Manic Street Preachers are a Welsh alternative rock band, formed in 1986 in Blackwood and consisting of James Dean Bradfield (lead vocals, lead guitar), Nicky Wire (bass guitar, lyrics) and Sean Moore (drums). They are often colloquially known as "The Manics", or simply, "Manics". Originally a quartet, the band became a trio when primary lyricist and rhythm guitarist Richey Edwards disappeared on 1 February 1995. Their early combination of androgynous glam imagery and critical social lyrics about "culture, alienation, boredom and despair" gained them a loyal following and cult status.
Following Edwards' disappearance, Bradfield, Moore and Wire persisted with Manic Street Preachers and went on to gain critical and commercial success. Never ignored in the landscape of british music, the band has headlined Glastonbury Festival, V Festival, Reading Festival and T in the Park, having appeared numerous times on each festival. They have won 8 Q awards, more than 7 NME Awards, including the lifetime achievment "Goldlike Genius Award" and 4 Brit Awards, the band has over 40 big awards and has sold more than 10 million albums worldwide. The band's later albums retained a leftist politicisation and intellectual lyrical style while adopting a broader alternative rock sound. Altogether the band has gathered twelve Top 10 albums and fiftten Top 10 singles, and they have reached number 1 in the UK Charts 3 times, in 1998 with the album This Is My Truth Tell Me Yours and the single If You Tolerate This Your Children Will Be Next and in 2000 with another single The Masses Against The Classes. They hold the record for most consecutive Top 40 singles, from 1991 to 2011, the group charted 35 consecutive singles in the Top 40 in the UK. The band is seen by music critics as one of the best rock bands of all time.Ferguson, Tom (July 2006). "Solo on Manic Street". Billboard 118 (28): 33. Retrieved 25 December 2014. Erlewine, Stephen Thomas. "Manic Street Preachers | Biography | AllMusic". AllMusic. Retrieved 25 December 2014. "BBC Wales – Music – Manic Street Preachers – Richey Edwards". BBC Wales. Retrieved 9 July 2012. Owen, Paul (27 November 2008). "The Manics' Lyrics Were Something Truly Special". The Guardian. Retrieved 9 July 2012. "BBC – Manic Street Preachers". BBC Wales. Retrieved 9 July 2012. "From Despair to Success". BBC News. 12 February 1999. Retrieved 9 July 2012. "Final Farewell for a Cult Hero". The Independent. Retrieved 9 July 2012.
ContentsHistory1.1 Formation and early years (1986–1991)1.2 Richey Edwards era: Generation Terrorists to The Holy Bible (1992–1995)1.3 Everything Must Go to Know Your Enemy (1996–2003)1.4 Lifeblood to Journal for Plague Lovers (2004–2009)1.5 Postcards from a Young Man and National Treasures (2010–2012)1.6 Rewind the Film and Futurology (2013–present)
Formation and early years (1986–1991)
The band was formed in 1986 in Oakdale Comprehensive School, Blackwood, South Wales. During this time, Bradfield had tried writing lyrics but this later changed and Wire wrote all their earliest lyrics, leaving Bradfield, alongside the classically trained Sean Moore when he joined, to write the music. Original bassist Flicker (Miles Woodward) left the band in early 1988, reportedly because he believed that the band were moving away from their punk roots. The band continued as a three-piece, with Wire switching from guitar to bass, and in 1988 they released their first single, "Suicide Alley". Edwards joined the band on guitar and often made contributions to lyrics with Wire, designing record sleeves and other artwork as well as driving the band to and from gigs.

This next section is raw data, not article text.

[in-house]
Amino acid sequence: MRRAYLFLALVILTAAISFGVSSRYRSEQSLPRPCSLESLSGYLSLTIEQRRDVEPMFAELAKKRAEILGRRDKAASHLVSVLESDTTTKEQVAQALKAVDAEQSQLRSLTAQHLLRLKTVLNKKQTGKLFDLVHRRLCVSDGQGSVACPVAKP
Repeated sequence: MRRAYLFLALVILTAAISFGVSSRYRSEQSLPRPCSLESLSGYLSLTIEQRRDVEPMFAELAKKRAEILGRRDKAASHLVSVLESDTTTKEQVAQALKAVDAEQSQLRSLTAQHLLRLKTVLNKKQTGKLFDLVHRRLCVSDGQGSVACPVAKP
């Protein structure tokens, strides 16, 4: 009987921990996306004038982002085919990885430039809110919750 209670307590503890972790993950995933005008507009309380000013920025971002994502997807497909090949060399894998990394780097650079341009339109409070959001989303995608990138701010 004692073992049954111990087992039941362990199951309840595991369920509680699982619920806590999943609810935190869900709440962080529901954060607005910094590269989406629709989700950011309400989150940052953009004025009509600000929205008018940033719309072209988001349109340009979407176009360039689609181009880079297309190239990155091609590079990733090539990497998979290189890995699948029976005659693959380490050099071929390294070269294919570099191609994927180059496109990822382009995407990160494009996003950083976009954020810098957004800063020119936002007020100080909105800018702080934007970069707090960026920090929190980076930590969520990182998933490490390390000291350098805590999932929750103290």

The origin of the band's name is unclear, but the most often-told story is that Bradfield, while busking one day in Cardiff, got into an altercation with someone (sometimes said to be a homeless man) who asked him "What are you, boyo, some kind of manic street preacher?"
In 1990, they signed a deal with label Damaged Goods Records for one EP. The four-track New Art Riot E.P. attracted as much media interest for its attacks on fellow musicians as for the actual music. With the help of Hall or Nothing management, the Manics signed to indie label Heavenly Records. The band recorded their first single for the label, entitled "Motown Junk".
Their next single, "You Love Us", sampled Krzysztof Penderecki's "Threnody to the Victims of Hiroshima" as well as Iggy Pop. The video featured Nicky Wire in drag as Marilyn Monroe and contained visual references to the film Betty Blue and Aleister Crowley. In a now legendary interview with then-NME journalist Steve Lamacq, Edwards carved the phrase "4REAL" into his arm with a razor blade to prove their sincerity. He was taken to hospital and received a total of seventeen stitches. Columbia Records of Sony Music UK signed the band shortly afterwards and they began work on their debut album.
Richey Edwards era: Generation Terrorists to The Holy Bible (1992–1995)